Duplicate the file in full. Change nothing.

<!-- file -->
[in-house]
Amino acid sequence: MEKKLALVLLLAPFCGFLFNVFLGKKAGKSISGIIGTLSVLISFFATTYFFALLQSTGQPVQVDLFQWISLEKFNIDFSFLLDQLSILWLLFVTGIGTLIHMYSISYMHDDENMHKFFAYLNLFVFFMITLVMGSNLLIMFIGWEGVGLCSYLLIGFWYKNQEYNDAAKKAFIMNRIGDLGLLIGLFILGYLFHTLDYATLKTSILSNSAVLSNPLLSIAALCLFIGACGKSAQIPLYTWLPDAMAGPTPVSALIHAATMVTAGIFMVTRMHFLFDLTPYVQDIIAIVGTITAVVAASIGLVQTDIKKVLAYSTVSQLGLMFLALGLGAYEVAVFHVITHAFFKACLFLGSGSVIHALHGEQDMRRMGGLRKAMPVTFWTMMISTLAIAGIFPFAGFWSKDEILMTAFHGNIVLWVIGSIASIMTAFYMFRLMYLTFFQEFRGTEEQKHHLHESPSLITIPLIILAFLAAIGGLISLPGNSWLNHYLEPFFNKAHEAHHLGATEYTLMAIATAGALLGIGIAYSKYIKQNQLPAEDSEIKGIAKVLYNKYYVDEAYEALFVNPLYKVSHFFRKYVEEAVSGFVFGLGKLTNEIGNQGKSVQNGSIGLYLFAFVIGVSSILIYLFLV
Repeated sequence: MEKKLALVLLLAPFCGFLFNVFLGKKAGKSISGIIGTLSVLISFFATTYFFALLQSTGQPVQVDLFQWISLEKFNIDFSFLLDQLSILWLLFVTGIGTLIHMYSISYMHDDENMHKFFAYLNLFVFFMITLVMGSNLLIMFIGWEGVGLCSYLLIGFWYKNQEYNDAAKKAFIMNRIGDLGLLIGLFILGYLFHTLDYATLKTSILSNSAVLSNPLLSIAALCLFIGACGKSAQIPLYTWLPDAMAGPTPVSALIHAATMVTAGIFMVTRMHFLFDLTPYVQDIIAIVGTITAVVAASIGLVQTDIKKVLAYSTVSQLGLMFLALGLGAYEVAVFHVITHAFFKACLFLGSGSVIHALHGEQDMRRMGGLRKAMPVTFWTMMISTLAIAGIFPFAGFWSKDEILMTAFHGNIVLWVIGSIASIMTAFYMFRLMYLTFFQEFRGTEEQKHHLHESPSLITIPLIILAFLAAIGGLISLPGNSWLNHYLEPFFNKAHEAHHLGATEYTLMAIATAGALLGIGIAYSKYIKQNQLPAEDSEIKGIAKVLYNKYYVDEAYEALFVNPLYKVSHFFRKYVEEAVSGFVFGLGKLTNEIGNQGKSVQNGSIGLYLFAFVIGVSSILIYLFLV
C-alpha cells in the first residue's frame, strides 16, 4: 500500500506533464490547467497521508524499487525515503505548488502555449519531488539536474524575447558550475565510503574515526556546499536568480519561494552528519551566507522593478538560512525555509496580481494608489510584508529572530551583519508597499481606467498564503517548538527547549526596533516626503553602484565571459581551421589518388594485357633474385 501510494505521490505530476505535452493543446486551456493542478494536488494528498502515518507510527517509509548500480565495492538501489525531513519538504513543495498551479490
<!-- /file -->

[in-house]
Amino acid sequence: MEKKLALVLLLAPFCGFLFNVFLGKKAGKSISGIIGTLSVLISFFATTYFFALLQSTGQPVQVDLFQWISLEKFNIDFSFLLDQLSILWLLFVTGIGTLIHMYSISYMHDDENMHKFFAYLNLFVFFMITLVMGSNLLIMFIGWEGVGLCSYLLIGFWYKNQEYNDAAKKAFIMNRIGDLGLLIGLFILGYLFHTLDYATLKTSILSNSAVLSNPLLSIAALCLFIGACGKSAQIPLYTWLPDAMAGPTPVSALIHAATMVTAGIFMVTRMHFLFDLTPYVQDIIAIVGTITAVVAASIGLVQTDIKKVLAYSTVSQLGLMFLALGLGAYEVAVFHVITHAFFKACLFLGSGSVIHALHGEQDMRRMGGLRKAMPVTFWTMMISTLAIAGIFPFAGFWSKDEILMTAFHGNIVLWVIGSIASIMTAFYMFRLMYLTFFQEFRGTEEQKHHLHESPSLITIPLIILAFLAAIGGLISLPGNSWLNHYLEPFFNKAHEAHHLGATEYTLMAIATAGALLGIGIAYSKYIKQNQLPAEDSEIKGIAKVLYNKYYVDEAYEALFVNPLYKVSHFFRKYVEEAVSGFVFGLGKLTNEIGNQGKSVQNGSIGLYLFAFVIGVSSILIYLFLV
Repeated sequence: MEKKLALVLLLAPFCGFLFNVFLGKKAGKSISGIIGTLSVLISFFATTYFFALLQSTGQPVQVDLFQWISLEKFNIDFSFLLDQLSILWLLFVTGIGTLIHMYSISYMHDDENMHKFFAYLNLFVFFMITLVMGSNLLIMFIGWEGVGLCSYLLIGFWYKNQEYNDAAKKAFIMNRIGDLGLLIGLFILGYLFHTLDYATLKTSILSNSAVLSNPLLSIAALCLFIGACGKSAQIPLYTWLPDAMAGPTPVSALIHAATMVTAGIFMVTRMHFLFDLTPYVQDIIAIVGTITAVVAASIGLVQTDIKKVLAYSTVSQLGLMFLALGLGAYEVAVFHVITHAFFKACLFLGSGSVIHALHGEQDMRRMGGLRKAMPVTFWTMMISTLAIAGIFPFAGFWSKDEILMTAFHGNIVLWVIGSIASIMTAFYMFRLMYLTFFQEFRGTEEQKHHLHESPSLITIPLIILAFLAAIGGLISLPGNSWLNHYLEPFFNKAHEAHHLGATEYTLMAIATAGALLGIGIAYSKYIKQNQLPAEDSEIKGIAKVLYNKYYVDEAYEALFVNPLYKVSHFFRKYVEEAVSGFVFGLGKLTNEIGNQGKSVQNGSIGLYLFAFVIGVSSILIYLFLV
C-alpha cells in the first residue's frame, strides 16, 4: 500500500506533464490547467497521508524499487525515503505548488502555449519531488539536474524575447558550475565510503574515526556546499536568480519561494552528519551566507522593478538560512525555509496580481494608489510584508529572530551583519508597499481606467498564503517548538527547549526596533516626503553602484565571459581551421589518388594485357633474385 501510494505521490505530476505535452493543446486551456493542478494536488494528498502515518507510527517509509548500480565495492538501489525531513519538504513543495498551479490